There's a battle brewing in India, and unsurprisingly it centers on a highly controversial practice there: cow slaughter. This month, beef traders say, raids on their facilities in Mumbai have stepped up, with company vehicles being stopped, their cattle seized, and their drivers assaulted. And the conflict all comes down to religion.
In Hindu-majority India, cow slaughter is illegal in all but two of the country's 29 states. It's fully legal in Maharashtra, the western state that's home to Deonar, one of Asia's largest abattoirs. There, all of India's cows are culled and processed by Muslims, who comprise 13 percent of India's population and who place no restrictions on the consumption of beef. Despite that, slaughterhouse employees say that members of Hindu nationalist groups regularly attack the plant, causing major disruptions to its operation.
In spite of the country's fraught relationship with cows, India is the world's second-largest exporter of beef.
"We are doing everything legally, but these people harass us and disrupt our work for no reason," Mohammad Shahid Sheikh, president of the beef transporters' group in Deonar, told Reuters on Wednesday. And those in the beef industry claim that while such attacks have happened in the past, their frequency has increased since last May, when India's right-wing Bharatiya Janata Party (BJP) won a majority in the country's Parliament and its parliamentary leader, Narendra Modi, was sworn in as Prime Minister. Beef processors fear that the Hindu-majority government, including its leader, Modi, condone the attacks on their industry. Comments made by Modi could indicate that; last year, prior to his election, Modi criticized the government, then dominated by the center-left United Progressive Alliance (UPA) for promoting a "pink revolution to butcher cattle and export meat."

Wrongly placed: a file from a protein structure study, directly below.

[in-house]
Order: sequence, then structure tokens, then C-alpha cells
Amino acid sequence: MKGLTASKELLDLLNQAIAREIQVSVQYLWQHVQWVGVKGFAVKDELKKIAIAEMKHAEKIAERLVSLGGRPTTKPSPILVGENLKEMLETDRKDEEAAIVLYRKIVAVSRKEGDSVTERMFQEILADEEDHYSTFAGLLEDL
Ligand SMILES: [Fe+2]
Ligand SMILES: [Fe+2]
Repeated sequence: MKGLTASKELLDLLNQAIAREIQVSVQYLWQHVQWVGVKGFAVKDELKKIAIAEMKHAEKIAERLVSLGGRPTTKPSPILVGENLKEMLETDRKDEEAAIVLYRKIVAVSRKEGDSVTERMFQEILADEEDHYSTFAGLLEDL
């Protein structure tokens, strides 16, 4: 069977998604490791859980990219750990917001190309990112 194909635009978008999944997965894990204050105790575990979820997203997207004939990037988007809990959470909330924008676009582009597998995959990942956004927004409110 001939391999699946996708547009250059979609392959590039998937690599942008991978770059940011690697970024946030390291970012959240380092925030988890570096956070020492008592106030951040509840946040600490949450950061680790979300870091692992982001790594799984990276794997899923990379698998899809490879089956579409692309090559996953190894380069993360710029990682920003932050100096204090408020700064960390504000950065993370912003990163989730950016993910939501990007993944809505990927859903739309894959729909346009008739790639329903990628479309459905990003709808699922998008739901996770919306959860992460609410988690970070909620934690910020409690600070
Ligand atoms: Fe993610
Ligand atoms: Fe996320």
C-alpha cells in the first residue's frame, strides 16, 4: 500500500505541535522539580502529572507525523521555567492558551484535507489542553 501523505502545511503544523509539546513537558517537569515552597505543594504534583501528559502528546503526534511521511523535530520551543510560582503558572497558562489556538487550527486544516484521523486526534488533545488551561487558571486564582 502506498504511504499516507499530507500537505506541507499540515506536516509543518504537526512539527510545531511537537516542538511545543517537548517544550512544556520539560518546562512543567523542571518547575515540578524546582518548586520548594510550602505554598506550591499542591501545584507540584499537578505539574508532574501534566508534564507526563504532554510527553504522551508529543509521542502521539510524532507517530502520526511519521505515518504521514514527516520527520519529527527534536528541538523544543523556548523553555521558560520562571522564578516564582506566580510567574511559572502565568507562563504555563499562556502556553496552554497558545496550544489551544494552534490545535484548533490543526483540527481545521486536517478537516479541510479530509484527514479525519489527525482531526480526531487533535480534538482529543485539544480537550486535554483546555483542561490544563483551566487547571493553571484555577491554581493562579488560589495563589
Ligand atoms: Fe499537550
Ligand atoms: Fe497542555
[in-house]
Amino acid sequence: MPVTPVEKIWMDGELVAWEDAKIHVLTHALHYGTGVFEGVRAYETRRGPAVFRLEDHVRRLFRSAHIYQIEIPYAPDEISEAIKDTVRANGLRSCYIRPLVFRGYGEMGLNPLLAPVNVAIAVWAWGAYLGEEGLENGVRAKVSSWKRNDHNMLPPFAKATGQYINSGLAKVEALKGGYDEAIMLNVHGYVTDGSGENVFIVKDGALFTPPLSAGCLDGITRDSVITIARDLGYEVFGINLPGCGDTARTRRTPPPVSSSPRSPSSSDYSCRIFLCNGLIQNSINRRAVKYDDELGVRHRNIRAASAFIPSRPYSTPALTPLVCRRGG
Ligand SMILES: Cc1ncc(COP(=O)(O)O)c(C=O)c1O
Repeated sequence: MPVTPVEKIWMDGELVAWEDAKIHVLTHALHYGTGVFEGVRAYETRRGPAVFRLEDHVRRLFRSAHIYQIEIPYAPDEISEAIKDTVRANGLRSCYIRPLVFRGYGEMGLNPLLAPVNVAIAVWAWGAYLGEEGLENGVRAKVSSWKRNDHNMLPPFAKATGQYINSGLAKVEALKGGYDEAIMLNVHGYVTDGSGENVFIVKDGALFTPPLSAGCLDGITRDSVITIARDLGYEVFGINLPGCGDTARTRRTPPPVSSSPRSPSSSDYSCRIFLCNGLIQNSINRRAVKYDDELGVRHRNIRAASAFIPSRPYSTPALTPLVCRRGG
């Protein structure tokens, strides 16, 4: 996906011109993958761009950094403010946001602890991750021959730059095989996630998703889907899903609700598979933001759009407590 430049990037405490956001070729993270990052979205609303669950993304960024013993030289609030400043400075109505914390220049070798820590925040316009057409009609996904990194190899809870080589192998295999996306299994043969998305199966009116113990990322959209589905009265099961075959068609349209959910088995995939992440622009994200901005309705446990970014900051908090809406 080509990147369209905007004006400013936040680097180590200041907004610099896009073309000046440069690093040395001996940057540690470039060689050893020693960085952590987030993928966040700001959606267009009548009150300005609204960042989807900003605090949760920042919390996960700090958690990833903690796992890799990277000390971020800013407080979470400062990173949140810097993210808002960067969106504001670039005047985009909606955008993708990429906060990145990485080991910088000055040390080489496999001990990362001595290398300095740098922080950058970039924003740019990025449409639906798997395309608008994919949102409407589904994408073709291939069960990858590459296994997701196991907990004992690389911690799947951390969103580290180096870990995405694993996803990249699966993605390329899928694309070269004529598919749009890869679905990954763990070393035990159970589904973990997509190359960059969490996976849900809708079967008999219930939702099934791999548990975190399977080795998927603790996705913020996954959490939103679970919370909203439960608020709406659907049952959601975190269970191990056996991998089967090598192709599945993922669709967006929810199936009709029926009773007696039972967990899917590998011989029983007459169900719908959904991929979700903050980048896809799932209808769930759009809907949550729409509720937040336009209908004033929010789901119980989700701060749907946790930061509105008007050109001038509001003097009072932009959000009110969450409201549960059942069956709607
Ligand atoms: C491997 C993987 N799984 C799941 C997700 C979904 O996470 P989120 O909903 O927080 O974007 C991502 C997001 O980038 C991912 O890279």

According to Kavitha Rajagopalan, author of the 2008 book Muslims of Metropolis, the ascendance of the BJP demonstrates that "many Hindus still consider Muslims as outsiders, as the enemy within. Increasingly, membership in the Hindu ranks means tacit adherence to this narrow and destructive view."
"In the past, the problem was limited to the run-up to Eid-ul-Adha," Mumbai Suburban Beef Dealer Association president Mohammed Qureshi told The Indian Express, referring to the annual Muslim holiday that is celebrated in part by sacrificing an animal. In the past, Qureshi claims, the confiscation of cows and the violence perpetrated against cattle industry workers was typically confined to this time of year.
"However," he said, "since the new government has come to power, we have been facing tremendous hardship in running this business. We are being hounded, our animals confiscated and men attacked. We have now decided to go on an indefinite strike to make people and the government understand our problem."
Quereshi announced the strike earlier in the month, and beef has already been removed from nearly 75 of Maharashtra's stores and markets. That will be problematic for eaters in Mumbai, the state's capital, who consume about 90,000 kilograms of beef per day. But if the strike continues—as it appears that it will—it could have much wider implications on India's beef industry. In spite of the country's fraught relationship with cows, India is the world's second-largest exporter of beef; in 2012, it shipped 1.65 million tons of meat, primarily to southeast Asia and the Middle East. With slaughters at Deonar grinding to a halt—during normal production, the plant processes about 450 cows per day—international exports could be thrown off course.
"If supplies are disrupted for a longer period then definitely it would hit our productivity," a senior official at a leading Indian beef exporter told Reuters.
In the wake of the beef industry's allegations of Islamophobia, the BJP's national general secretary, Ram Madhav, declined Reuters' requests for comment, as did Prime Minister Modi's press officer. But the head of the Maharashtra unit of Vishwa Hindu Parishad, a right-wing Hindu nationalist group that has been linked to the forced conversions of Indian Christians, stated the group's opposition to cow slaughter in no uncertain terms.
"We don't care if the butchers shut shop or announce a strike," Laxmi Narayan Chandak told Reuters. "The previous government supported the butchers to secure votes of the minority community but they have no support in the new government."